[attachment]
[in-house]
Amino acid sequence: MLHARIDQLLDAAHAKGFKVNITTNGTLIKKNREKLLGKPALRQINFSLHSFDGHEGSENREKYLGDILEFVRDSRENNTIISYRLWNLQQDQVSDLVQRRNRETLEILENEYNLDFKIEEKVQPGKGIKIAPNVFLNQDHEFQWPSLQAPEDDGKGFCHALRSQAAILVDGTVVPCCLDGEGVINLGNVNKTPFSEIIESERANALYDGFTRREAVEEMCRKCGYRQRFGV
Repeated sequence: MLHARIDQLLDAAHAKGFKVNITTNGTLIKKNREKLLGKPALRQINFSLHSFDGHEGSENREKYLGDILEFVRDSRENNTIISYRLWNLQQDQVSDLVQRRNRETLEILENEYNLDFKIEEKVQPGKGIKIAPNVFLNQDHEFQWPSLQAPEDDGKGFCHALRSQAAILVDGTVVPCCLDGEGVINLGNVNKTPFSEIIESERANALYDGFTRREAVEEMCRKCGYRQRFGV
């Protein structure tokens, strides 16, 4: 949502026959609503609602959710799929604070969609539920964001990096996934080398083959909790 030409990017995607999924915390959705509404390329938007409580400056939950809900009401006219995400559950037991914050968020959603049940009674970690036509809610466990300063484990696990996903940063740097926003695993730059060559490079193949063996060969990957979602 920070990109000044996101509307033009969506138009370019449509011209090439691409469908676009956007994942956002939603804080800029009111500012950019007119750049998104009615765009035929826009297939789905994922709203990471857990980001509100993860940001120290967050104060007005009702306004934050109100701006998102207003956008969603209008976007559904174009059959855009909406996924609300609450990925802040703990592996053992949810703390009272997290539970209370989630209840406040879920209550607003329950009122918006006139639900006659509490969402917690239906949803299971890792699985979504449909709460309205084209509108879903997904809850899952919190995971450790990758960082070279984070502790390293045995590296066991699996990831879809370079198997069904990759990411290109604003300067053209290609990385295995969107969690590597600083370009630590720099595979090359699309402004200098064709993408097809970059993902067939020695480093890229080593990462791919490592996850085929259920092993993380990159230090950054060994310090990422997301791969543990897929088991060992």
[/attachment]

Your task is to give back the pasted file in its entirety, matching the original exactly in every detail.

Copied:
[in-house]
Amino acid sequence: MLHARIDQLLDAAHAKGFKVNITTNGTLIKKNREKLLGKPALRQINFSLHSFDGHEGSENREKYLGDILEFVRDSRENNTIISYRLWNLQQDQVSDLVQRRNRETLEILENEYNLDFKIEEKVQPGKGIKIAPNVFLNQDHEFQWPSLQAPEDDGKGFCHALRSQAAILVDGTVVPCCLDGEGVINLGNVNKTPFSEIIESERANALYDGFTRREAVEEMCRKCGYRQRFGV
Repeated sequence: MLHARIDQLLDAAHAKGFKVNITTNGTLIKKNREKLLGKPALRQINFSLHSFDGHEGSENREKYLGDILEFVRDSRENNTIISYRLWNLQQDQVSDLVQRRNRETLEILENEYNLDFKIEEKVQPGKGIKIAPNVFLNQDHEFQWPSLQAPEDDGKGFCHALRSQAAILVDGTVVPCCLDGEGVINLGNVNKTPFSEIIESERANALYDGFTRREAVEEMCRKCGYRQRFGV
């Protein structure tokens, strides 16, 4: 949502026959609503609602959710799929604070969609539920964001990096996934080398083959909790 030409990017995607999924915390959705509404390329938007409580400056939950809900009401006219995400559950037991914050968020959603049940009674970690036509809610466990300063484990696990996903940063740097926003695993730059060559490079193949063996060969990957979602 920070990109000044996101509307033009969506138009370019449509011209090439691409469908676009956007994942956002939603804080800029009111500012950019007119750049998104009615765009035929826009297939789905994922709203990471857990980001509100993860940001120290967050104060007005009702306004934050109100701006998102207003956008969603209008976007559904174009059959855009909406996924609300609450990925802040703990592996053992949810703390009272997290539970209370989630209840406040879920209550607003329950009122918006006139639900006659509490969402917690239906949803299971890792699985979504449909709460309205084209509108879903997904809850899952919190995971450790990758960082070279984070502790390293045995590296066991699996990831879809370079198997069904990759990411290109604003300067053209290609990385295995969107969690590597600083370009630590720099595979090359699309402004200098064709993408097809970059993902067939020695480093890229080593990462791919490592996850085929259920092993993380990159230090950054060994310090990422997301791969543990897929088991060992």